Blue Boy

Anyone who doesn't understand why the suicide rate is so high over the holidays has never been subjected to yuletide media. It's bad enough to feel hopeless during the previous 11 months—once December hits, you have to deal with the oppressive notion that glassy-eyed human happiness and teeth-gritted goodwill is an American mandate. I like Christmas as much as the next sap raised on television-and-department-store nostalgia, but it's difficult to function in a culture that demands on lobotomizing you with mechanical merriment.

Do we really yearn for sanctimonious glee in our seasonal entertainment? Anyone with a modicum of taste can tell you that A Charlie Brown Christmas stops being fun the second Linus starts quoting scripture; it's better to hang with the impulsive beagle and insubordinate little kids who'd rather dance to Vince Guaraldi than re-enact the Nativity. And The Year Without a Santa Claus? No one gives a lump of coal about the lazy fat man's renewed Christmas spirit—it's all about the showstopping surliness of Heat Miser and his icy brother Snow.

Man, would I pay good money for those boys to pop Clay Aiken's thermometer. Earlier in the year, I denounced American Idol's Velveeta-ization of our national ideals. My efforts were rewarded by being placed on some kind of unholy e-mail list that drops letter bombs like this: "NBC is putting on Class instead of Trash. With the world going crazy, I thought I would tell everyone about a voice I discovered. This voice seems to help when I need to get away from the news of the day. The Voice is Clay Aiken's!" Yep, apparently Idol's runner-up was going to save us all with his holiday special.

Always one to look danger in its mealy little face, I tuned into A Clay Aiken Christmas and was assaulted by the sight of the moussed laboratory mouse standing near faux frosted windows while Aryan children in sweaters listened to him pummel defenseless carols to death. (He wasn't alone in the bloody ambush: Will & Grace's Megan Mullally showed up to attack "I'll Be Home for Christmas" like Scarlett O'Hara vowing never to be hungry again.) The fact that Clay is indelibly unintimidating is exactly what makes him so terrifying as a cultural icon. I'm glad there's a performer my 10-year-old goddaughter can enjoy without feeling alone in her virginity but, geez, Miss Aiken is so unthreatening that Barry Manilow (another guest on the special) seems the Marquis de Sade in comparison. At least ol' Bar once contemplated orgasm on "Could It Be Magic," even if it took the Donna Summer cover version to seal the deal.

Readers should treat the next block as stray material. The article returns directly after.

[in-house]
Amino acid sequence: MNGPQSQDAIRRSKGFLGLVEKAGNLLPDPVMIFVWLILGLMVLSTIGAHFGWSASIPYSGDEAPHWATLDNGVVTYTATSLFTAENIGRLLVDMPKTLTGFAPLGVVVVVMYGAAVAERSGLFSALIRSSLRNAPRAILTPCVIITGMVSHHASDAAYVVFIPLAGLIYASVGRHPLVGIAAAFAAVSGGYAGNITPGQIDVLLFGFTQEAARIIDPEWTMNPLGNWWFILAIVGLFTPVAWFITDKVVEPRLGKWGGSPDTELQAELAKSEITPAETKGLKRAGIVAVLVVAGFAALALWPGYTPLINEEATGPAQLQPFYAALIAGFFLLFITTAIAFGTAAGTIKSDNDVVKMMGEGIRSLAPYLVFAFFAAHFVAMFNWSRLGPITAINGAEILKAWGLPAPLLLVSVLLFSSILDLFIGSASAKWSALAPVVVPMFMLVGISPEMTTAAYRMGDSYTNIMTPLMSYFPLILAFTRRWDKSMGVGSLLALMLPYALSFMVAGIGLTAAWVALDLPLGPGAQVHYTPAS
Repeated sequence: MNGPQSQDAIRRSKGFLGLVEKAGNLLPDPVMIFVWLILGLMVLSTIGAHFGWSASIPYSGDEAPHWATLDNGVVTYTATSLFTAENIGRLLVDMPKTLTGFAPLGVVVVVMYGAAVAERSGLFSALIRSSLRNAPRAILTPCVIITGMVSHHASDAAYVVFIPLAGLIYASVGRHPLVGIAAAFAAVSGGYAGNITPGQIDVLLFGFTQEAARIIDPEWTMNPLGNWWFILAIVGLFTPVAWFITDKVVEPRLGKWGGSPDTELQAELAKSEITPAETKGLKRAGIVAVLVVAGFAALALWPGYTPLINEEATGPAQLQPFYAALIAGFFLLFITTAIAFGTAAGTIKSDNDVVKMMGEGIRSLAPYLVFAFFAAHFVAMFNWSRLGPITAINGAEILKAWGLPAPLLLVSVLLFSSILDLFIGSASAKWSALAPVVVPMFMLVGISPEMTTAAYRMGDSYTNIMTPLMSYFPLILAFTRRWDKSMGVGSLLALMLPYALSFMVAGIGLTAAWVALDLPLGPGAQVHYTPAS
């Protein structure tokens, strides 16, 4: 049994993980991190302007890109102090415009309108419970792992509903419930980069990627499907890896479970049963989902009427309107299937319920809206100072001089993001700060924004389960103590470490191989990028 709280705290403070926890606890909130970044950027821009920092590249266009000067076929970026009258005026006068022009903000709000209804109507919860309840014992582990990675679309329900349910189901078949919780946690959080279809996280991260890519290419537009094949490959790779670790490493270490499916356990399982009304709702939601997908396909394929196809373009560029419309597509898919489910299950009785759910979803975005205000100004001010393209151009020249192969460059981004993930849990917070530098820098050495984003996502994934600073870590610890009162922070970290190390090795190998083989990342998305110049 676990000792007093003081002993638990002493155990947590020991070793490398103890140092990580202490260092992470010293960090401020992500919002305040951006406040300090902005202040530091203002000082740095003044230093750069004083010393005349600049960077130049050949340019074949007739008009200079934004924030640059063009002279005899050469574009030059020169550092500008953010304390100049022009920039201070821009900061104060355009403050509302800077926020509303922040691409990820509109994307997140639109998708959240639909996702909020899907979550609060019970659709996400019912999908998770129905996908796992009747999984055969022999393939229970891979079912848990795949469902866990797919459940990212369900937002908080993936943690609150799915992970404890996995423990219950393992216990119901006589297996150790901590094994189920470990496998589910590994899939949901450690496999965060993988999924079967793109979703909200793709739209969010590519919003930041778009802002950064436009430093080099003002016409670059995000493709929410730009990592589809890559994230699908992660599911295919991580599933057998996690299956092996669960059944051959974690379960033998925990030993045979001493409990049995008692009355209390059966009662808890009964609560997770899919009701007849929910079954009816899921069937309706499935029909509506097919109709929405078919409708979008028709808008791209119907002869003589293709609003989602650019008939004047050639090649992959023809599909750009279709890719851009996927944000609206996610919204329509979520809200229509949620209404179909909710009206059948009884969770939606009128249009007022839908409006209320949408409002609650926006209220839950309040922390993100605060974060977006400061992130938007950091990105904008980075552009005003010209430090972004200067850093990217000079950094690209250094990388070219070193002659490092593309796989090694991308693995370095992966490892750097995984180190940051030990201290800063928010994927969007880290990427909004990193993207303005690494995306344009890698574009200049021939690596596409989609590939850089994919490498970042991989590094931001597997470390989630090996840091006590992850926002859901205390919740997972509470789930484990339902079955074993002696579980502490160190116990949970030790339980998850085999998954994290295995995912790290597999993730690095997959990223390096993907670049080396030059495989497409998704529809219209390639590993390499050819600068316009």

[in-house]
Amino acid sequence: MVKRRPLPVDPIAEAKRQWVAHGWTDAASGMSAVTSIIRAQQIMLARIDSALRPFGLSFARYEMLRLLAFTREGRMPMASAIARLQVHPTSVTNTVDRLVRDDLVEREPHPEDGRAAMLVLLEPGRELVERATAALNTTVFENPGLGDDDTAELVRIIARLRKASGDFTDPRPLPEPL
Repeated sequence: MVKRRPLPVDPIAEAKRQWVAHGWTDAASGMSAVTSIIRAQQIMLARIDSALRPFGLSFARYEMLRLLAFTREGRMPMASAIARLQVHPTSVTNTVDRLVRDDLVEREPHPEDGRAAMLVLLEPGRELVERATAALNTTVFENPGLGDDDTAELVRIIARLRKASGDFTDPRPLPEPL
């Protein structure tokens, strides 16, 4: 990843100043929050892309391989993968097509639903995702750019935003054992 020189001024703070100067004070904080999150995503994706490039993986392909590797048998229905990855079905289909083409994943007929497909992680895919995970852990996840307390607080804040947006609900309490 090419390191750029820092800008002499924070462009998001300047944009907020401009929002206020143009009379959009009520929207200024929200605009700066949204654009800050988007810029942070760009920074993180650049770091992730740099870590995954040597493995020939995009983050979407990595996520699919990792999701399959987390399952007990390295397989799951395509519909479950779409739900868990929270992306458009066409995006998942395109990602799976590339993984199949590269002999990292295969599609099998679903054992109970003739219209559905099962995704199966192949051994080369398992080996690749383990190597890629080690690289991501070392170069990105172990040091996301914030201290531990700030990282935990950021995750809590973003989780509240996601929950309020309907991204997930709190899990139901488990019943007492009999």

Clay opened the special with the ultimate sacrilege: the wuss version of "Have Yourself a Merry Little Christmas," the most heartbreakingly frank Christmas song ever written. The Judy Garland original opines, "Someday soon/we all will be together/if the fates allow/Until then we'll have to muddle through somehow." Neuter vocalists like Clay always end up singing instead, "Through the years/We all will be together/If the fates allow/Hang a shining star upon the highest bough." The Garland version recognizes that admitting to holiday melancholy makes our fleeting moments of joy that much dearer. Aiken's bleating replaces reality with high-pitched mush. I'll take a blue Christmas any day.

swiecking@seattleweekly.com

 
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